The visit to the Murillo Gardens becomes an enchanting experience as it merges into the picturesque Barrio de Santa Cruz in Seville. Strolling through these exquisite gardens, one senses the serene beauty of the flowerbeds and fountains, creating an idyllic setting that contrasts harmoniously with the vibrant, labyrinthine energy of Santa Cruz.
Cobblestone paths lead you to discover corners full of history and charm, while the narrow streets of the neighbourhood, adorned with colourful flowers and whitewashed façades, reveal the authentic essence of the city. These gardens are named after the Sevillian painter Bartolomé Esteban Murilloone of the great masters of 17th century Spanish Baroque painting.
This conjunction of the manicured nature of the Jardines de Murillo with the authenticity of the Barrio de Santa Cruz offers visitors a unique experience that fuses the tranquillity of the flora with the bustling life and history steeped in the cobbled streets of Seville.
History of the Murillo Gardens
The current Jardines de Murillo, the work of the architect Juan Talavera y HerediaThe land was located on land that until the 19th century formed the basis of the part of the Royal Alcazar of Sevilleand which were later ceded to Seville City Council by the monarch Alfonso XIII at the beginning of the 20th century.
Formerly known at the time as the Gardens from Talavera o Huerta del Retiro del Alcázarto 1918 that they were renamed as the Gardens from Murillo (in honour of the painter Bartolomé Esteban Murillo).
In the area there were pieces of wall that were demolished to create a green area to connect the southeast of the Santa Cruz neighbourhood with the Ronda Histórica. It is also interesting to note that the Jardines Murillo are Bien de Interés Cultural since 2002.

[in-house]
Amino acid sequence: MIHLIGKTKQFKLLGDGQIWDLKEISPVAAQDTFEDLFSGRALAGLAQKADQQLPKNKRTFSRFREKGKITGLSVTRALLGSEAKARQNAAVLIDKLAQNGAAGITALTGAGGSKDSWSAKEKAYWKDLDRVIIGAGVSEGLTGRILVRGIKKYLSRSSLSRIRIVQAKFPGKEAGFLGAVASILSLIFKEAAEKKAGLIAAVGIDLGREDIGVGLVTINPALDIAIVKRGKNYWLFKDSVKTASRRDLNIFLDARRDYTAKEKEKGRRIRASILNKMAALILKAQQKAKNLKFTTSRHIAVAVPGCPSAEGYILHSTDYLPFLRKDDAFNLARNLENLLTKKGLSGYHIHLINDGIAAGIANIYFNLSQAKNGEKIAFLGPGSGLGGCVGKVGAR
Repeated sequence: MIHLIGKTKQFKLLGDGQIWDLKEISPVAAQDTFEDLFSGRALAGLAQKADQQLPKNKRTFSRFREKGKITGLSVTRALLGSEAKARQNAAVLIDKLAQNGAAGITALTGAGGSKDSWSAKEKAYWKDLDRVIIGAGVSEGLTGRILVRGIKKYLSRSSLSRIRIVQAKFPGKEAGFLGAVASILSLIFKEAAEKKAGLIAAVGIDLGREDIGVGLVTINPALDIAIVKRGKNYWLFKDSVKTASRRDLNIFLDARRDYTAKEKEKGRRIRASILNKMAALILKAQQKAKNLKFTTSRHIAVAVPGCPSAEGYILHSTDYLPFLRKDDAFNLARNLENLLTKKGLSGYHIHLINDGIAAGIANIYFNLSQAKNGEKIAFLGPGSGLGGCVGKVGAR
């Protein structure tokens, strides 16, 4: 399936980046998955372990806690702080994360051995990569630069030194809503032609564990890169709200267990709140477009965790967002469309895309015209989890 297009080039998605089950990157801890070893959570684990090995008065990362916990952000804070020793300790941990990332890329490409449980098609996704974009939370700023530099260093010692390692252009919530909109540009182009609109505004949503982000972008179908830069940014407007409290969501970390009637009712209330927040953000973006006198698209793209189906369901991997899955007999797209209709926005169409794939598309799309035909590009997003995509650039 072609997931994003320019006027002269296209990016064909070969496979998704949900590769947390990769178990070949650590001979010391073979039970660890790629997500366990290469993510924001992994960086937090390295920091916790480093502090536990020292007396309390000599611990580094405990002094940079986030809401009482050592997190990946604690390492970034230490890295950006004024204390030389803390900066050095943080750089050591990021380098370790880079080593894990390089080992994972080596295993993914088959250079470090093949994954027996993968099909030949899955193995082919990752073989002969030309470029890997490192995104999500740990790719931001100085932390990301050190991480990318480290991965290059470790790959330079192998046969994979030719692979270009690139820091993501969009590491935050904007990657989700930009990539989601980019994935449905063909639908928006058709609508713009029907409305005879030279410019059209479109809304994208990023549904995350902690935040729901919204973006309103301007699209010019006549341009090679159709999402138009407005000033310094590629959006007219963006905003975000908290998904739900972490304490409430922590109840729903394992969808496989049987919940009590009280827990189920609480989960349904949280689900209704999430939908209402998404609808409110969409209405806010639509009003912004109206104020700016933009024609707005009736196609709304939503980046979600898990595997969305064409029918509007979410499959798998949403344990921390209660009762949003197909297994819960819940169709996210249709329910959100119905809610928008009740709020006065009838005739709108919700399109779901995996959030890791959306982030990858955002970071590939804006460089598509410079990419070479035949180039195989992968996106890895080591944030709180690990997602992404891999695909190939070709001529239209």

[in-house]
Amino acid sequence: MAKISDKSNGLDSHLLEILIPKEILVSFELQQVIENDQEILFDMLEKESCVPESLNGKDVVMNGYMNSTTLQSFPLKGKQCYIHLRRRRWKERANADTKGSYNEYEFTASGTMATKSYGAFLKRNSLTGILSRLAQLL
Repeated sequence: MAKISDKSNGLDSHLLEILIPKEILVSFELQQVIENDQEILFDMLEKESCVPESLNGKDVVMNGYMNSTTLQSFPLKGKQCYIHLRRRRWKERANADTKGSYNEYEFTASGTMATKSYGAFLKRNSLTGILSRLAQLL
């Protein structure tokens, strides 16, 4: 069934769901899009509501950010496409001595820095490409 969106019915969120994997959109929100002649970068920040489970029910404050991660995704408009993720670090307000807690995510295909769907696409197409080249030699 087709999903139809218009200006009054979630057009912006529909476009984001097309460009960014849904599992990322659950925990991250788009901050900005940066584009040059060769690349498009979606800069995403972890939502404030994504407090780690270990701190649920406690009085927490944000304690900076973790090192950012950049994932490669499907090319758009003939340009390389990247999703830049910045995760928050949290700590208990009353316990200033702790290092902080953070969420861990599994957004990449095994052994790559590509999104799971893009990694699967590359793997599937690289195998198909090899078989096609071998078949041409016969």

Jardines de Murillo: opening hours
Opening hours of the Jardines de Murillo:
From 08:00 to 22:00 (non-inverted hours)
From 08:00 to 24:00 (summer time)
What to see in the Murillo Gardens
The Murillo Gardens have approximately about 8,500 square metres of landscaped walkways with splendid vegetation, but also including fountains, benches and statues, creating a peaceful and pleasant place to rest.
The tour of the gardens begins at the boundary with those of Catalina de Ribera, next to the wall that separates them from the Alcazares. In this wall there is a Catalina de Ribera Fountainby Juan Talavera, 20th century, with side paintings by the painter Francisco Maireles.
The Paseo de Catherine of Ribera is a complement to the Murillo gardens, a large garden promenade remodelled and landscaped at the end of the 19th century.
In the Murillo gardens, the most outstanding feature is the Monument a Cristóbal Colón, dating from 1921, with a height of 23 metres, in the middle of the two large stone columns there are two caravel bows and a lion on the top of the monument.
A tower and some pieces of the old city wall are also preserved, where you can see the pipes that carried the water from the Carmona pipes to the Alcázar.
At the centre is the impressive roundabout dedicated to the painter José García Ramos, which is delimited by entrance arches and walls.
The gardens end at the Refinadores square, which is dominated by a statue dedicated to Don Juan Tenorioa Spanish literary character created by Tirso de Molina.
Adjacent to the Gardens are the Real Alcázar, the Barrio de Santa Cruz and the old Jewish quarter of Seville. Wandering through the narrow streets, stopping in the squares full of orange trees, is one of the most typical Sevillian experiences.